This time, following the trend, and not setting it, the acclaimed fashion guru photographer Tim Walker released in 2013 the very nice book «The Granny Alphabet», dedicated to his great grandmother Louisa Wicks. The book is a combination between his wonderful pictures (26 as the letters of the alphabet), cute graphic design and powerful verses by Kit Heshketh-Harvey. It does not have the same power as Cohen’s one, but is a sign that “old” is something we have to relate with on a different way than the “damnatio memoriae” currently in use.
I am particularly happy to own this book because, as Tim Walker says, :«Old age brings back this childlike clarity of vision, and so children and elderly have an agreement, a bond, united both by a sense of being out of time and by the brilliantly reckless lack of responsibility that bookends adulthood and allows them to see things as they really are. This is why I’ve always loved the very old and the very young, whether in age or spirit, and why I’ve taken the photographs for this book – part photographic love letter to the elderly and part documentation of the dying breed of little old ladies who live down the lane.».
It’s about that time of the year, that marvelous moment when you just want take your coat off and spend some time enjoying the sunlight, as it’s been all the Winter that you were sitting on a dirty stoop surrounded by pigeons just to be out in the fresh air.
And now that the season it’s just right why not to take a trip upstate and visit some of the most beautiful gardens in the world?
No, you don’t need to buy a gazillions guide or print maps & itineraries, now there is a more eco-friendly and smart tool: the perfect app! Gardens of Italy (available on iTunes) helps you find the nearest or most distant gardens open to the public.
The app gives you the complete map of Italian gardens (parks, botalical gardens and so on) that really worth a visit. You can find them by location, by theme (English garden, French garden, Italian garden, garden with labyrinth), by architecture, history, landscape, season. Each of them has a colorful sketched map, trivia history and helpful information not to mention breath taking pictures.
The App is updated every other two months, and has been integrated with a QR scanner, just in case you find one inside of a garden.
Topiary, the ancient art of bending greenery to one’s will. (And it’s a definite step up from the garden gnome.)
I already had the opportunity to write about the strict liaison between models and death, but this time I’m going to go even further analyzing the fashion system or, better, the model system.
I have to thank Ashley Sabin and David Redmond and the their documentary Girls model for a eye opening call.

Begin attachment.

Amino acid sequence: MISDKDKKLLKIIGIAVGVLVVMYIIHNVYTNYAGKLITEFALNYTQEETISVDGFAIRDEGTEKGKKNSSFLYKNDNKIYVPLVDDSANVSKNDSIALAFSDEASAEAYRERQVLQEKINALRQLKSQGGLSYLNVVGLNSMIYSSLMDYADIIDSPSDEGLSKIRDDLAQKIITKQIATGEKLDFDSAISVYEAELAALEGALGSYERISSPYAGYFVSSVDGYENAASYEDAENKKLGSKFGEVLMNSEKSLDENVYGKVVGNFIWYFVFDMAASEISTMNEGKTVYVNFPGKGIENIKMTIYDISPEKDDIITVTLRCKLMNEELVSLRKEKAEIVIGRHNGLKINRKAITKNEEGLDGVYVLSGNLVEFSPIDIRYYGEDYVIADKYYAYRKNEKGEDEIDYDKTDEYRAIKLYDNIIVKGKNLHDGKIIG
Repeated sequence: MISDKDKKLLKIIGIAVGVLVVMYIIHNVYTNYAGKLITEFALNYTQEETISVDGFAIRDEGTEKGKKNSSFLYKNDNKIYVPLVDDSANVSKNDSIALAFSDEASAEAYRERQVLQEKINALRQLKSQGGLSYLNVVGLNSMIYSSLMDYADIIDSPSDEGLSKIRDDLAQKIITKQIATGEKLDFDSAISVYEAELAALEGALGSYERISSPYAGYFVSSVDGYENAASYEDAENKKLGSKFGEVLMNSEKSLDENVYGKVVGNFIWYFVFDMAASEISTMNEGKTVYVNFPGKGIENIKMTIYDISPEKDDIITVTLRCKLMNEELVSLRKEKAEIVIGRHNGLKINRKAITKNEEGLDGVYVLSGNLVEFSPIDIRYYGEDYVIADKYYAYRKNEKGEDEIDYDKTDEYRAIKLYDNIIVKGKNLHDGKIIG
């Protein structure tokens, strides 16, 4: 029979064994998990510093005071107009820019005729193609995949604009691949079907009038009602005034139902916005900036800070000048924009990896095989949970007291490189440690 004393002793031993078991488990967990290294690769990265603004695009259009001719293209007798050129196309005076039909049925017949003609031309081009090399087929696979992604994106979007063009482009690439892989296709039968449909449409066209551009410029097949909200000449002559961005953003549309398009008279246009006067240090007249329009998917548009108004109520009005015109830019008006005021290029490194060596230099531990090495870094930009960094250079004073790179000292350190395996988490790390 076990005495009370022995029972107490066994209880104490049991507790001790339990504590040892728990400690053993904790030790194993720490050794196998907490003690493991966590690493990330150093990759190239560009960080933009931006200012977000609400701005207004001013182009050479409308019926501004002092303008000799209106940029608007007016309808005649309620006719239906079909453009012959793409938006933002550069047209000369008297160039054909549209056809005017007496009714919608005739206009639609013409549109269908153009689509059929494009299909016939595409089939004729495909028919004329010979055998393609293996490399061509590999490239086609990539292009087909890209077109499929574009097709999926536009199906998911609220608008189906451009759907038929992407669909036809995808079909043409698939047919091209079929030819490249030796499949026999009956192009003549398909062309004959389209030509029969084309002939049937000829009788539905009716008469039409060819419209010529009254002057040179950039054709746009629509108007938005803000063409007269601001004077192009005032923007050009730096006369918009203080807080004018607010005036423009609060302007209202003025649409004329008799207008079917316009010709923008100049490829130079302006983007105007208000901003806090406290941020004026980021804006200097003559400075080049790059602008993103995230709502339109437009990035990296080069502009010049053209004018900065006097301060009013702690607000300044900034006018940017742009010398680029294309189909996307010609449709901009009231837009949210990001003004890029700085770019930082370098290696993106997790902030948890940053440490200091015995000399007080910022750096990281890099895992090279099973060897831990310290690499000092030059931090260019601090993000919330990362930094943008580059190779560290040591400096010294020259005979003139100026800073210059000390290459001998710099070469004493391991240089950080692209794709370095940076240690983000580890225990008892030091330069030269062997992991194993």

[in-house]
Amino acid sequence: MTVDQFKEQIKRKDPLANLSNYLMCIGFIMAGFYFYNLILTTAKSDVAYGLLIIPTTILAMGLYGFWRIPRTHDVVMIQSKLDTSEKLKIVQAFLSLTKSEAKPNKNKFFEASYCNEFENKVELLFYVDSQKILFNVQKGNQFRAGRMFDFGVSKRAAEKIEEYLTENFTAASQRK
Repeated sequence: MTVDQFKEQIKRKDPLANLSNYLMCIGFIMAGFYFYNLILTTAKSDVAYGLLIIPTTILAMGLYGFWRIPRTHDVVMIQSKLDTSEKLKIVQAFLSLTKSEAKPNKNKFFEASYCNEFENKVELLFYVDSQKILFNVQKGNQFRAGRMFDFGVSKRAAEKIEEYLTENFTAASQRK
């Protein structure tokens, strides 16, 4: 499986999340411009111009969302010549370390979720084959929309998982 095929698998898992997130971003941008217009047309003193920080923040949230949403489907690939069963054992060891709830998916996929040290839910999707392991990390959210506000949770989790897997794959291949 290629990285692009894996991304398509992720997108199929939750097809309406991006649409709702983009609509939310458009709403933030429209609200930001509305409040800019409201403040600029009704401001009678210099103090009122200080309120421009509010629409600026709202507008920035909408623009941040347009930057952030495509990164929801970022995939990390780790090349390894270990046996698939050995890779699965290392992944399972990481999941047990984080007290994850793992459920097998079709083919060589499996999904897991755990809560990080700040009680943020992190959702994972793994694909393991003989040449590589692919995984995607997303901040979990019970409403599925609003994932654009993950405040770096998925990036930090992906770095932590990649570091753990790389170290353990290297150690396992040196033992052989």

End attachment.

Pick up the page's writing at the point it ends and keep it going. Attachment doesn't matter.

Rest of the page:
The movie explores what goes on behind the glossy pictures we see in magazines.
Girl Model follows two protagonists involved in this industry: Ashley, a deeply ambivalent model scout who scours the Siberian countryside looking for fresh faces to send to the Japanese market, and one of her discoveries, Nadya, a 13-year-old plucked from her rustic home in Russia and dropped into the center of bustling Tokyo with promises of a profitable career. After Ashley’s initial discovery of Nadya, they rarely meet again, but their stories are inextricably bound. As Nadya’s optimism about rescuing her family from financial hardship grows, her dreams contrast against Ashley’s more jaded outlook about the industry’s corrosive influence.
Girl Model is a lyrical exploration of a world defined by glass surfaces and camera lenses, reflecting back differing versions of reality to the young women caught in their scope. As we enter further into this world, it more and more resembles a hall of mirrors, where appearances can’t be trusted, perception become distorted and there is no clear way out.
So you discovered that the so called «agencies» are nothing but pimps of the fashion system, that underage and innocent kids (because at 13 you are still a kid) are sistematically been stolen of their youth in the sake of the un-reachable image, that all the fashion magazine across the globe continue to pursuit and dictate as ideal to be reached.
Additionally all these little models and theirs families are swindled, since they are been asked to sign contract that they don’t understand, often written in other languages and that basically transform their little girls in “goods” to be shipped, used, and then sent back as the agencies please without even been paid for their work.
Nadya’s story is just one of many in this slavery market, that it’s not only well known inside the fashion system but also accepted, and never criticized. Here to be condemned are not just the various models agencies, but also one and for all the stupid idea that all the magazines are supporting or rather that is acceptable that all the women across the globe have to look like 13 years old kid, with no shape, to please a male public that reveal itself for what is reality just is: a child molester.